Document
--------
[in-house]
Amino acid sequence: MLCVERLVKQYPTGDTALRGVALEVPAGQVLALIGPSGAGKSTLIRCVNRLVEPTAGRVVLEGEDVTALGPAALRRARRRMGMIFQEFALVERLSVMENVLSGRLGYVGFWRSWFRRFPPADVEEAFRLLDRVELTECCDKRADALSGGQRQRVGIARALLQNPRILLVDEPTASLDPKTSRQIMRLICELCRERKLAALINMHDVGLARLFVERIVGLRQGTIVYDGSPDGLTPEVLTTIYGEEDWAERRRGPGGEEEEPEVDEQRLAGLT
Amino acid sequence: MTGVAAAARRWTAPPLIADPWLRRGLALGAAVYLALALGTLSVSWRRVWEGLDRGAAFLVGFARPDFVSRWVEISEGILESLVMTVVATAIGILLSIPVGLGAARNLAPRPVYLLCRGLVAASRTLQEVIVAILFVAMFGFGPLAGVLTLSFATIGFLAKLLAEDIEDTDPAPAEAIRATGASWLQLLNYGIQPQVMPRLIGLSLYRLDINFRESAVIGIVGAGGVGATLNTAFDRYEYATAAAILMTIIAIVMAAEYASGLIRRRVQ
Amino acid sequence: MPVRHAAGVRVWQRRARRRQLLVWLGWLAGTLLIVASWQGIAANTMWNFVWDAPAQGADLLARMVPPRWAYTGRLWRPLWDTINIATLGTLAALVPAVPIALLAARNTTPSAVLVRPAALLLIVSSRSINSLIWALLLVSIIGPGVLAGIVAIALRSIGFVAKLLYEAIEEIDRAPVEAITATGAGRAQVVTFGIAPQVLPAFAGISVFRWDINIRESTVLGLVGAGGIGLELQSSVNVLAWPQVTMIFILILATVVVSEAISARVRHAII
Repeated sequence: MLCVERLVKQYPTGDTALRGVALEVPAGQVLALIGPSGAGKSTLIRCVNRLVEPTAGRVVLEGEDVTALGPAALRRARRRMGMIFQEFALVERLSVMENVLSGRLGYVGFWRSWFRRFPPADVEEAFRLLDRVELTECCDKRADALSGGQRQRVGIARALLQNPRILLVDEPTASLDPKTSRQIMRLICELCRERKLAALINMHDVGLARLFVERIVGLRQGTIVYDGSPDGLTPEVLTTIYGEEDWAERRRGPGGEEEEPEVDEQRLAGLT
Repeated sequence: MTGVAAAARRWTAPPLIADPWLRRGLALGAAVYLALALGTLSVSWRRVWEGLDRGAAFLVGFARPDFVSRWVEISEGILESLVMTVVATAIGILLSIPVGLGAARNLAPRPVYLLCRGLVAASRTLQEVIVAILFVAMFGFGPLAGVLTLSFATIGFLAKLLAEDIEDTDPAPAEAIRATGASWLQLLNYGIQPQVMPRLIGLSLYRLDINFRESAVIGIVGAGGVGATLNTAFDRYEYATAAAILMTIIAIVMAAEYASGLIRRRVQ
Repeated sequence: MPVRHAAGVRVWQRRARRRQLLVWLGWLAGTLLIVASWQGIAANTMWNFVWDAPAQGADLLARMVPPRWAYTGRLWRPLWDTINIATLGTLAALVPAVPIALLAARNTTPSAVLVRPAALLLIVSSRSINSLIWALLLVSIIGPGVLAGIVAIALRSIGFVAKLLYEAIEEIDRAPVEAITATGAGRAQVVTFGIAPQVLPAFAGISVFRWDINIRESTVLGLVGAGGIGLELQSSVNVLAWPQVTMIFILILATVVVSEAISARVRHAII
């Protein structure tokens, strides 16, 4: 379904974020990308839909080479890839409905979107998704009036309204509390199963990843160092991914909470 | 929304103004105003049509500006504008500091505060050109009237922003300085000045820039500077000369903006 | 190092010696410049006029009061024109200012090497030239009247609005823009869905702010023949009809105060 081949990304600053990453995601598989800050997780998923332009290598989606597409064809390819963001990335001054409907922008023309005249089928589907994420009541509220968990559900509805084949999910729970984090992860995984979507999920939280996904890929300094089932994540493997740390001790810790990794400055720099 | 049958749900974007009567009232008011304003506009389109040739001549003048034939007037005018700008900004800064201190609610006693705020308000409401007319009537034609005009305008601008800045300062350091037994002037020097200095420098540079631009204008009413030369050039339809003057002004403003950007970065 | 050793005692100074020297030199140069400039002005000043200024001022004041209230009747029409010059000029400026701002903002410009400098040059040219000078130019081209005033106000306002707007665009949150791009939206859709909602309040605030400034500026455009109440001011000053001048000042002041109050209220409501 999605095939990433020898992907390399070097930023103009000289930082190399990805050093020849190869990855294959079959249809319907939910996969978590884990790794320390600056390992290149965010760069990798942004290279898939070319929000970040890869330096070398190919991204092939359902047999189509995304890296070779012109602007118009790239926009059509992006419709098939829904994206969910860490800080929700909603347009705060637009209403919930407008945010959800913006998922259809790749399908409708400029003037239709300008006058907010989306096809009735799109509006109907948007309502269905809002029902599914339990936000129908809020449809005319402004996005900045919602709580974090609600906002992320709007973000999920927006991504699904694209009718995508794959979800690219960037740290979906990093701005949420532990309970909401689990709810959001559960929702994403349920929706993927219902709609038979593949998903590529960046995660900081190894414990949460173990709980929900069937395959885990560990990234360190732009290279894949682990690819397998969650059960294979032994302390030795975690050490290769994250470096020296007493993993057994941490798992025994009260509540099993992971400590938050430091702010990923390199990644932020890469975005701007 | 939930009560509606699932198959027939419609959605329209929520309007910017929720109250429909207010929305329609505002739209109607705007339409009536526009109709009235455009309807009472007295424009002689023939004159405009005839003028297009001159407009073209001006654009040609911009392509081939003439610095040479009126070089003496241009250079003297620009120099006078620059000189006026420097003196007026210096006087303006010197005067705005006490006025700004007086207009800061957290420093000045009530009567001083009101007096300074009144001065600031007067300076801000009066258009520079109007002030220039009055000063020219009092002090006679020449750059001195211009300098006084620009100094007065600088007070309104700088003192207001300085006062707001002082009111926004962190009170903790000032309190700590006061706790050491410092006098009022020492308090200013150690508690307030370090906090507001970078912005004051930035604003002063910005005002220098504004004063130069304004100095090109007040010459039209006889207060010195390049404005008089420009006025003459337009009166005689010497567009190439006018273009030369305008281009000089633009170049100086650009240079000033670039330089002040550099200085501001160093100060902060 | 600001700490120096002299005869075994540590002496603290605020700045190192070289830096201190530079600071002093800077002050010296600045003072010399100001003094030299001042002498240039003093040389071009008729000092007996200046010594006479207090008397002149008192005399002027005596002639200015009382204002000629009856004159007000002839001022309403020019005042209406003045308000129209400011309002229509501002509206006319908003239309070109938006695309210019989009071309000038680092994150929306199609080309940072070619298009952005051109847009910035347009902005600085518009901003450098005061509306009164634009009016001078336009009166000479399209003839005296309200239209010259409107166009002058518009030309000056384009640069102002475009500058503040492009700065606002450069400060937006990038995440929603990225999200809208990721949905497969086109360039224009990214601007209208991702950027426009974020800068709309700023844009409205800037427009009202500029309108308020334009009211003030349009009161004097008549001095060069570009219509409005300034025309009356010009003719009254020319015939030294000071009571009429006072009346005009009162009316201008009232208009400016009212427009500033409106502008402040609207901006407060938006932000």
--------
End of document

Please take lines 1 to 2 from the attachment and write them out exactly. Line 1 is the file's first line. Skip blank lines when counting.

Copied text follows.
[in-house]
Amino acid sequence: MLCVERLVKQYPTGDTALRGVALEVPAGQVLALIGPSGAGKSTLIRCVNRLVEPTAGRVVLEGEDVTALGPAALRRARRRMGMIFQEFALVERLSVMENVLSGRLGYVGFWRSWFRRFPPADVEEAFRLLDRVELTECCDKRADALSGGQRQRVGIARALLQNPRILLVDEPTASLDPKTSRQIMRLICELCRERKLAALINMHDVGLARLFVERIVGLRQGTIVYDGSPDGLTPEVLTTIYGEEDWAERRRGPGGEEEEPEVDEQRLAGLT